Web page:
Current U.S. Inflation Rate Statistics and News
Explanation and the Monthly Inflation Rate Statistics Since January 2007
Gasoline prices fell by 3.4% due to a drop in oil prices. They contribute 70% of gas prices. The Energy Information Administration's oil price forecast fell to $43 a barrel for 2020 and $55/b for 2021.
The prices of used cars and trucks rose by .4%, while new vehicle prices rose by 0.1%. Transportation services rose by 0.3%.
Current Core Inflation Rate
The core inflation rate was 2.4% year over year. The core rate eliminates the impact of volatile oil and food prices. Their prices change daily because they're based upon commodities trading. Oil prices also tend to rise in the spring in anticipation of higher demand from summer vacationers. High oil prices will increase the prices of fertilizer and transportation costs. That will create high food prices.
The core rate was above the Federal Reserve's 2% inflation target. The Federal Open Market Committee lowered the fed funds rate to a range between 0% and 0.25% in an emergency meeting on March 15, 2020.
The Fed is trying to help businesses cope with the costs of the COVID-19 coronavirus pandemic.
In January 2012, the Fed switched to the Personal Consumption Expenditures to measure inflation. The Fed considers it to be more reflective of true underlying inflation trends. Its core inflation rate was 1.6% year-over-year as of January 2020, well below the Fed's target.
How the Current Inflation Rate Affects You
Moderate inflation is actually good for economic growth. When consumers expect prices to rise, they are more likely to buy now, rather than wait. This increases demand. As pointed out by former Fed Chair Ben Bernanke inflation is usually driven by expectations of inflation. This means that, if people and investors think prices will go up, they will buy things now, increasing demand and actually driving the prices further up. In other words, inflation is a self-fulfilling prophecy.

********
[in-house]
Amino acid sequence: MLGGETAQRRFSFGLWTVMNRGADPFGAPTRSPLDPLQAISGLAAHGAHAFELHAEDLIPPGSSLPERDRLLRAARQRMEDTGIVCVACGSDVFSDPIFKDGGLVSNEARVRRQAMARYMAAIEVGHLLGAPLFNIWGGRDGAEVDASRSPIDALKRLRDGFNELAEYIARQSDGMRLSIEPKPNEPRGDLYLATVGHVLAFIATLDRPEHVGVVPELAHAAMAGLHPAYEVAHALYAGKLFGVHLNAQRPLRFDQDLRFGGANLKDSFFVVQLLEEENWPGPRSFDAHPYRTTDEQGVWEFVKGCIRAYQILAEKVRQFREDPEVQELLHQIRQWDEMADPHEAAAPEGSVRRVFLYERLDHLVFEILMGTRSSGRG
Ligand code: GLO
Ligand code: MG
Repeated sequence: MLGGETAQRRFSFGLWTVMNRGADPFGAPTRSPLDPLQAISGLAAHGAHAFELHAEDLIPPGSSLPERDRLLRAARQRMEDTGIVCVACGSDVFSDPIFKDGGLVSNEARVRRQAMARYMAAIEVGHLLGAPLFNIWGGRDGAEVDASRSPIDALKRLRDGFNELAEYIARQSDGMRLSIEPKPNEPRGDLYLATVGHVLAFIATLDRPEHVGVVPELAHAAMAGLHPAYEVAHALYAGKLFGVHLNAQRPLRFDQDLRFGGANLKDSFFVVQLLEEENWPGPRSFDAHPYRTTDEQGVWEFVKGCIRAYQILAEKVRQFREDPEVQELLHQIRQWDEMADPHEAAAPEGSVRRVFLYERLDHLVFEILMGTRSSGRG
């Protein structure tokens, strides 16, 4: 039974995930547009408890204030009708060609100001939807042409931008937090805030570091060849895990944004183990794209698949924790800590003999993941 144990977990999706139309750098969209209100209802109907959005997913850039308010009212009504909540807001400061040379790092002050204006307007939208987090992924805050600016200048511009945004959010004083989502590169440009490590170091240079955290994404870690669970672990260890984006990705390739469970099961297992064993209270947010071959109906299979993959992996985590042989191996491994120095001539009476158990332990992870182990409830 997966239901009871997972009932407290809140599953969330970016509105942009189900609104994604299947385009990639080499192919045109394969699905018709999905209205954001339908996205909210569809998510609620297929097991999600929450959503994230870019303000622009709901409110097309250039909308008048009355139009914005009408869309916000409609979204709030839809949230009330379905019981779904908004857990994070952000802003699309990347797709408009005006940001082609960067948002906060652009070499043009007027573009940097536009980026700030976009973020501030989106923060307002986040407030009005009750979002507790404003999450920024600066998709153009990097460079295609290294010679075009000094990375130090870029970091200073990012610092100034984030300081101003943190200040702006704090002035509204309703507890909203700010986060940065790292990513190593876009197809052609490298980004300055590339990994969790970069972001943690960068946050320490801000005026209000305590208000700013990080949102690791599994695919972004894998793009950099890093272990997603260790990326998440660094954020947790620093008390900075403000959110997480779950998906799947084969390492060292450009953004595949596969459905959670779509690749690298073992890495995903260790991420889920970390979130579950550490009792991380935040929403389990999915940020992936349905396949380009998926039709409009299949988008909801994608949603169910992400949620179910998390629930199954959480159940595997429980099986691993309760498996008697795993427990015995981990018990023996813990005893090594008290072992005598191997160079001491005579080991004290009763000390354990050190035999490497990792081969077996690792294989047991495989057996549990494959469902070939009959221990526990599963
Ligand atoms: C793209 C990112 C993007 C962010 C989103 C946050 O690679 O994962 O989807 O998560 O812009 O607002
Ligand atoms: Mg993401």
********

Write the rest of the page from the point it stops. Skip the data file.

The Federal Open Market Committee reviews the core inflation rate when it decides at its eight FOMC meetings whether to raise the fed funds rate. The Federal Reserve set a target rate of 2% for the core rate. When the rate is lower than the target, the Fed may use expansionary monetary policy. It will lower the fed funds rate to boost economic growth. That's done to prevent any possible recession.
When the rate is higher than the 2% target, the Fed uses contractionary monetary policy. It raises rates to keep prices from rising faster than your paycheck. Some critics worry that higher interest rates would weaken consumer demand. That would slow economic growth, reducing its ability to create jobs.
Some people worry that inflation will skyrocket, causing hyperinflation. They are concerned that price increases could be like that seen during the Weimar Republic in Germany. When that happens, gold bugs can cause a rally in the precious metal as a hedge. But to have hyperinflation, prices must rise 50% a month.
BLS Inflation Calculator
The BLS inflation calculator quickly shows how inflation eats away at your purchasing power. For example, a 2.5% inflation rate means that something that cost $100 last year now costs $102.50. It also means you need a 2.5% raise just to stay even. Not to make you feel bad, but if you were celebrating your hard-earned 3.5% raise, thanks to inflation it is really only worth 1.0% in additional buying power.
U.S. Bureau of Labor Statistics. "Consumer Price Index Summary," Accessed March 16, 2020.
Board of Governors of the Federal Reserve System. "Federal Reserves Issues FOMC Statement," Accessed March 16, 2020.
Bureau of Economic Analysis. "News Releases," Select "Personal Income and Outlays," Use "Price indexes, Percent Change from Month One Year Ago," PCE, excluding food and energy. Accessed March 16, 2020.